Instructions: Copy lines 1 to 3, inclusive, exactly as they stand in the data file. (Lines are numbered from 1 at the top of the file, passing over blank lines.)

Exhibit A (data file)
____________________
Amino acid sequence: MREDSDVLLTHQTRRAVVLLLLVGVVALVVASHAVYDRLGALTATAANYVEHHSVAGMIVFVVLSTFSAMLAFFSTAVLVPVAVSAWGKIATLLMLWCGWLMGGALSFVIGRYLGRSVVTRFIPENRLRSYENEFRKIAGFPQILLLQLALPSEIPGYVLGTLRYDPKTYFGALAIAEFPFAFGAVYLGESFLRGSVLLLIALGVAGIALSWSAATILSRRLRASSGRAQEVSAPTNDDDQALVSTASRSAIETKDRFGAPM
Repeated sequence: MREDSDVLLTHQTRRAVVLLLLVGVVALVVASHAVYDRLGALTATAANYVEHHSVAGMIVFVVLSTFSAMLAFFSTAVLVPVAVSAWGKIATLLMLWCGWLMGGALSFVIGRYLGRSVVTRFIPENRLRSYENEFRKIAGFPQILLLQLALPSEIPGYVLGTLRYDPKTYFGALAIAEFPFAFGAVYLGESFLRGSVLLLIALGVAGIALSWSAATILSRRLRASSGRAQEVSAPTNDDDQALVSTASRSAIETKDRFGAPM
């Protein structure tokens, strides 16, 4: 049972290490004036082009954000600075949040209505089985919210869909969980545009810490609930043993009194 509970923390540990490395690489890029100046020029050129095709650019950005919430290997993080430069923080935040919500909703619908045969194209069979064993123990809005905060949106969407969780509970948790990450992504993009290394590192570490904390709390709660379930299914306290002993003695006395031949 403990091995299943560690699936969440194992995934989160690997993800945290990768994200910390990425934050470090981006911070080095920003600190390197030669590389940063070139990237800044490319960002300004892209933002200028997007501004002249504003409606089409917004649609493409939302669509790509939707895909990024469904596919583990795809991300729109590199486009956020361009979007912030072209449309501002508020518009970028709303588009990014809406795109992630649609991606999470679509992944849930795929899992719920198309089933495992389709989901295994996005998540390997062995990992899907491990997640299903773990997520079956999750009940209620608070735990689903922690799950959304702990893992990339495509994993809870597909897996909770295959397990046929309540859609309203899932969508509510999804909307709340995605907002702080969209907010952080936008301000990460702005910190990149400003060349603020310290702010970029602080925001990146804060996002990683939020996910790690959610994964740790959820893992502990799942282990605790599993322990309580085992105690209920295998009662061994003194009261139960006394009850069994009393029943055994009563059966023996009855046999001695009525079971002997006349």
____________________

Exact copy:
Amino acid sequence: MREDSDVLLTHQTRRAVVLLLLVGVVALVVASHAVYDRLGALTATAANYVEHHSVAGMIVFVVLSTFSAMLAFFSTAVLVPVAVSAWGKIATLLMLWCGWLMGGALSFVIGRYLGRSVVTRFIPENRLRSYENEFRKIAGFPQILLLQLALPSEIPGYVLGTLRYDPKTYFGALAIAEFPFAFGAVYLGESFLRGSVLLLIALGVAGIALSWSAATILSRRLRASSGRAQEVSAPTNDDDQALVSTASRSAIETKDRFGAPM
Repeated sequence: MREDSDVLLTHQTRRAVVLLLLVGVVALVVASHAVYDRLGALTATAANYVEHHSVAGMIVFVVLSTFSAMLAFFSTAVLVPVAVSAWGKIATLLMLWCGWLMGGALSFVIGRYLGRSVVTRFIPENRLRSYENEFRKIAGFPQILLLQLALPSEIPGYVLGTLRYDPKTYFGALAIAEFPFAFGAVYLGESFLRGSVLLLIALGVAGIALSWSAATILSRRLRASSGRAQEVSAPTNDDDQALVSTASRSAIETKDRFGAPM
């Protein structure tokens, strides 16, 4: 049972290490004036082009954000600075949040209505089985919210869909969980545009810490609930043993009194 509970923390540990490395690489890029100046020029050129095709650019950005919430290997993080430069923080935040919500909703619908045969194209069979064993123990809005905060949106969407969780509970948790990450992504993009290394590192570490904390709390709660379930299914306290002993003695006395031949 403990091995299943560690699936969440194992995934989160690997993800945290990768994200910390990425934050470090981006911070080095920003600190390197030669590389940063070139990237800044490319960002300004892209933002200028997007501004002249504003409606089409917004649609493409939302669509790509939707895909990024469904596919583990795809991300729109590199486009956020361009979007912030072209449309501002508020518009970028709303588009990014809406795109992630649609991606999470679509992944849930795929899992719920198309089933495992389709989901295994996005998540390997062995990992899907491990997640299903773990997520079956999750009940209620608070735990689903922690799950959304702990893992990339495509994993809870597909897996909770295959397990046929309540859609309203899932969508509510999804909307709340995605907002702080969209907010952080936008301000990460702005910190990149400003060349603020310290702010970029602080925001990146804060996002990683939020996910790690959610994964740790959820893992502990799942282990605790599993322990309580085992105690209920295998009662061994003194009261139960006394009850069994009393029943055994009563059966023996009855046999001695009525079971002997006349």